The DJ at Micky's was the first (and certainly not the last) DJ I befriended. He had a "I won't play Vogue, don't ask me" sign firmly affixed to the glass on the booth. I danced many, many times there to Whitney's remake of "I'm Every Woman" in billowing print shorts, slouch socks and a backwards baseball cap, and I can't hear "Justified and Ancient" without thinking of that awful bar and those terrible clothes. Paul and I ended our longest day of drunkenness on the patio once, after starting with a seemingly innocuous brunch at Marix that turned into drinks at Micky's until dark. A day happily wasted.


My last trip home to Los Angeles in July was drenched in nostalgia. I haven't been inside Micky's in years but I stood outside it waiting for Ben to start his book signing at A Different Light, so many years after our first meeting there. Paul and Michael and I then had a drink at East West (formerly Revolver) and laughed about the good old days so filled with alcohol it's a wonder we have any memory of them at all. But with Micky's gone now, all we have are our memories. You feel old enough talking about a bar that used to be, but at least in the case of Revolver and East West, the bar is still there, just with nicer furniture and pricier drinks (hate it). With Micky's, it will make us sound especially old, like reminiscing about the Hippodrome or the Pan Pacific auditorium, although decidedly less historic and interesting.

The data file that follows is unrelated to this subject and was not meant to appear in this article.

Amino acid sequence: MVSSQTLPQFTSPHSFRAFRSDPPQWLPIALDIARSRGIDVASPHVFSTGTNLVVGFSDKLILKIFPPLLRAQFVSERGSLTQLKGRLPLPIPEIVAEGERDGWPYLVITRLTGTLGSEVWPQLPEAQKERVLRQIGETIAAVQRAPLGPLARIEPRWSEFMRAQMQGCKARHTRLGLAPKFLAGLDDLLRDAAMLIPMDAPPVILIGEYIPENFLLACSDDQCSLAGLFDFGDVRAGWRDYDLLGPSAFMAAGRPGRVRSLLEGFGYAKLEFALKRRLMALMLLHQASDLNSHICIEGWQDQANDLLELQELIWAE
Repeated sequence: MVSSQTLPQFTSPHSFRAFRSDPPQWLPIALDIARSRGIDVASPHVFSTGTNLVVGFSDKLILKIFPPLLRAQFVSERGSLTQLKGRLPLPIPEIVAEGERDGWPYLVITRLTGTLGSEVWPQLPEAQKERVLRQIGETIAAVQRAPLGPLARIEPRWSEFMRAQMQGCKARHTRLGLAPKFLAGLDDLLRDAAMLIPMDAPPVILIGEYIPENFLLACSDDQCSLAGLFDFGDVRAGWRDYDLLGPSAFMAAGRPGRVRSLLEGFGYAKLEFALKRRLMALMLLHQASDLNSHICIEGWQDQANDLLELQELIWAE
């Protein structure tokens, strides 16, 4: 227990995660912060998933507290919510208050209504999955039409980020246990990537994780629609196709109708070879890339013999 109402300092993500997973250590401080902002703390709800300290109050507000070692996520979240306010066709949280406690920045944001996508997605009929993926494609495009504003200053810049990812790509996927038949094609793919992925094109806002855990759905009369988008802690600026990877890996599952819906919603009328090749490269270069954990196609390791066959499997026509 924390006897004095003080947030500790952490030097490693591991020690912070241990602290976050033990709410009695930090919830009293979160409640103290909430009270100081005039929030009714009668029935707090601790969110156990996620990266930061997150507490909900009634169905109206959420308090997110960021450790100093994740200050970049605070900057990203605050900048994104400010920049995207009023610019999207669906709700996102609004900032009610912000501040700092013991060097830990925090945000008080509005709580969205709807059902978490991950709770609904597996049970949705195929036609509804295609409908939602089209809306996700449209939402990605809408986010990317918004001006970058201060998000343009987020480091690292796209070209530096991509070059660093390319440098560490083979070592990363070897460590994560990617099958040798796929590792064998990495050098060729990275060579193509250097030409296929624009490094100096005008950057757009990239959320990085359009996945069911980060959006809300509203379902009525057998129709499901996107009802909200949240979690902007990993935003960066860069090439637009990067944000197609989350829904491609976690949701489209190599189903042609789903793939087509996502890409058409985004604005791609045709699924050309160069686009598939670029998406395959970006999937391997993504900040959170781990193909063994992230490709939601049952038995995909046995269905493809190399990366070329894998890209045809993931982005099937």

When I called Paul tonight, he said, "Now all we can do is point to the sidewalk and say we threw up there." I didn't but Paul's friend Manfred did, on New Year's Eve, and then I made out with him. In retrospect, not a good idea. But I was young and foolish and figuring out my life. Like most everyone, I have ridiculed and derided Micky's for a solid decade, but now it's gone. In a way, it's like the death of an ex-boyfriend. I may have been over him for years, but now that he is gone, all I remember are the good times.

Friday, August 17, 2007

Happy Birthday Josh!

Josh is a NYC story. Beautiful man. Perfect body. Occasional Broadway dancer. Met him six years ago when he was a bartender at a new bar called Remote and I was trying my hand at club promotion. Luke from the bar brought me in to start a hot Tuesday night, two blocks away from Beige at Bowery Bar. Beige had been the hot Tuesday night for years and it was time for its moment to be over. Then on the launch night of my new Tuesday night, Britney and Justin showed up at Beige and, well let’s just say it is still the hot Tuesday night party in NYC. September 11th helped seal the deal, compelling people to stick with what was old and comfortable in our changing times (Golden Girls reruns, M4M chat rooms, Beige) and my club promotion days ended just as quickly as they began.